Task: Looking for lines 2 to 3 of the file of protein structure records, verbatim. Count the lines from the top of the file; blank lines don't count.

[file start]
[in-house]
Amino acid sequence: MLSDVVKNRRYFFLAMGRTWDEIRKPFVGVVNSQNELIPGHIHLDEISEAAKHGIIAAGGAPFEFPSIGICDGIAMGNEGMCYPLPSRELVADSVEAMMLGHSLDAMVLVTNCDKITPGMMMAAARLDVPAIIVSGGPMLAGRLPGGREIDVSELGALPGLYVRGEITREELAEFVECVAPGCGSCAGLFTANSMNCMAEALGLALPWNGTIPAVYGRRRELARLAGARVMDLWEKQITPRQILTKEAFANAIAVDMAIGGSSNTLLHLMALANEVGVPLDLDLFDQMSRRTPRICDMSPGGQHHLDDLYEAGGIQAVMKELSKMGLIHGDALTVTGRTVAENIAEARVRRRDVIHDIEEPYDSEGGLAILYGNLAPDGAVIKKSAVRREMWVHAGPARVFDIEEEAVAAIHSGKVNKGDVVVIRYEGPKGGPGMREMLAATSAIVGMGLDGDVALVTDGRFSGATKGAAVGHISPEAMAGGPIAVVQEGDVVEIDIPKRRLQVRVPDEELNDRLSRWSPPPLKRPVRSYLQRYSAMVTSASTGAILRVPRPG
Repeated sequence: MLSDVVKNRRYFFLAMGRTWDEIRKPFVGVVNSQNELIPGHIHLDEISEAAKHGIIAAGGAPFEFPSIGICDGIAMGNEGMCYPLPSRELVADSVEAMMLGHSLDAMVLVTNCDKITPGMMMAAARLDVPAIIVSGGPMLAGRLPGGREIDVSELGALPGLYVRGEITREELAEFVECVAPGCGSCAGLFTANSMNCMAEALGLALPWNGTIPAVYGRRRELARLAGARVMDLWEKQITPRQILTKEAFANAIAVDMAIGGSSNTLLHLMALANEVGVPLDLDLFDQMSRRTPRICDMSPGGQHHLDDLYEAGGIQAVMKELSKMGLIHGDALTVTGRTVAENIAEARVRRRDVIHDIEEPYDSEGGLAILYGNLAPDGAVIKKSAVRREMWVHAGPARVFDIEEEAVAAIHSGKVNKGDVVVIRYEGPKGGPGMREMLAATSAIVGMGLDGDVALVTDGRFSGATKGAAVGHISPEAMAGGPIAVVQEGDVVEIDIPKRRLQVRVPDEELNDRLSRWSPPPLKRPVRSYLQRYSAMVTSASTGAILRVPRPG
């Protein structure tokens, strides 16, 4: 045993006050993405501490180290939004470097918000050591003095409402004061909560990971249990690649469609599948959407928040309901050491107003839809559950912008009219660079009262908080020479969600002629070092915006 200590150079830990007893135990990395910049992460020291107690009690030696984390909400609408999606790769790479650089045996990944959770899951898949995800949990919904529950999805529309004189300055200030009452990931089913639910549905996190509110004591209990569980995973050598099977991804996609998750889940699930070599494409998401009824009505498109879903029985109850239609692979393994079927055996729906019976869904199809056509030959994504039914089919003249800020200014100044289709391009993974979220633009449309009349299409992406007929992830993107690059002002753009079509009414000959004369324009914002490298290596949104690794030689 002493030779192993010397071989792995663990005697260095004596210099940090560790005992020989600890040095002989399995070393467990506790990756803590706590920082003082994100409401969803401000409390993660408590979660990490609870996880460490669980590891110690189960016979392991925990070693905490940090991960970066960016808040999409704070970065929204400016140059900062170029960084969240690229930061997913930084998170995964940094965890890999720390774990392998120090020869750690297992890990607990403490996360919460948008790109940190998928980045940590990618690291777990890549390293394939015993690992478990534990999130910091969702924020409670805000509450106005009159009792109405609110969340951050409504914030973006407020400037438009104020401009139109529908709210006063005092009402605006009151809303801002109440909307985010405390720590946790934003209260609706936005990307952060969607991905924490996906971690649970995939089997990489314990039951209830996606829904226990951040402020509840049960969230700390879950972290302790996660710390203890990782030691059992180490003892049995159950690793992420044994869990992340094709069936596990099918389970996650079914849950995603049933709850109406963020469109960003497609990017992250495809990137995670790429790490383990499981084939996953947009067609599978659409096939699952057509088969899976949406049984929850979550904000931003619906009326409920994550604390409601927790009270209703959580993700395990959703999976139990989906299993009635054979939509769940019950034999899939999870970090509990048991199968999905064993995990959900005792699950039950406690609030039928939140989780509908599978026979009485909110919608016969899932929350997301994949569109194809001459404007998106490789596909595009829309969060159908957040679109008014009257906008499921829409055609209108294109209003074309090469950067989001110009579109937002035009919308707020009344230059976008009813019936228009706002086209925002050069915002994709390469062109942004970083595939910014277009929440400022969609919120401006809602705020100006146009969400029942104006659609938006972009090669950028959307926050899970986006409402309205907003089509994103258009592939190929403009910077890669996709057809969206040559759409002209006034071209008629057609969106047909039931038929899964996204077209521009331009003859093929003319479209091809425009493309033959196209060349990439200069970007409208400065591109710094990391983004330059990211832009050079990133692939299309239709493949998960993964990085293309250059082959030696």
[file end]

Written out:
Amino acid sequence: MLSDVVKNRRYFFLAMGRTWDEIRKPFVGVVNSQNELIPGHIHLDEISEAAKHGIIAAGGAPFEFPSIGICDGIAMGNEGMCYPLPSRELVADSVEAMMLGHSLDAMVLVTNCDKITPGMMMAAARLDVPAIIVSGGPMLAGRLPGGREIDVSELGALPGLYVRGEITREELAEFVECVAPGCGSCAGLFTANSMNCMAEALGLALPWNGTIPAVYGRRRELARLAGARVMDLWEKQITPRQILTKEAFANAIAVDMAIGGSSNTLLHLMALANEVGVPLDLDLFDQMSRRTPRICDMSPGGQHHLDDLYEAGGIQAVMKELSKMGLIHGDALTVTGRTVAENIAEARVRRRDVIHDIEEPYDSEGGLAILYGNLAPDGAVIKKSAVRREMWVHAGPARVFDIEEEAVAAIHSGKVNKGDVVVIRYEGPKGGPGMREMLAATSAIVGMGLDGDVALVTDGRFSGATKGAAVGHISPEAMAGGPIAVVQEGDVVEIDIPKRRLQVRVPDEELNDRLSRWSPPPLKRPVRSYLQRYSAMVTSASTGAILRVPRPG
Repeated sequence: MLSDVVKNRRYFFLAMGRTWDEIRKPFVGVVNSQNELIPGHIHLDEISEAAKHGIIAAGGAPFEFPSIGICDGIAMGNEGMCYPLPSRELVADSVEAMMLGHSLDAMVLVTNCDKITPGMMMAAARLDVPAIIVSGGPMLAGRLPGGREIDVSELGALPGLYVRGEITREELAEFVECVAPGCGSCAGLFTANSMNCMAEALGLALPWNGTIPAVYGRRRELARLAGARVMDLWEKQITPRQILTKEAFANAIAVDMAIGGSSNTLLHLMALANEVGVPLDLDLFDQMSRRTPRICDMSPGGQHHLDDLYEAGGIQAVMKELSKMGLIHGDALTVTGRTVAENIAEARVRRRDVIHDIEEPYDSEGGLAILYGNLAPDGAVIKKSAVRREMWVHAGPARVFDIEEEAVAAIHSGKVNKGDVVVIRYEGPKGGPGMREMLAATSAIVGMGLDGDVALVTDGRFSGATKGAAVGHISPEAMAGGPIAVVQEGDVVEIDIPKRRLQVRVPDEELNDRLSRWSPPPLKRPVRSYLQRYSAMVTSASTGAILRVPRPG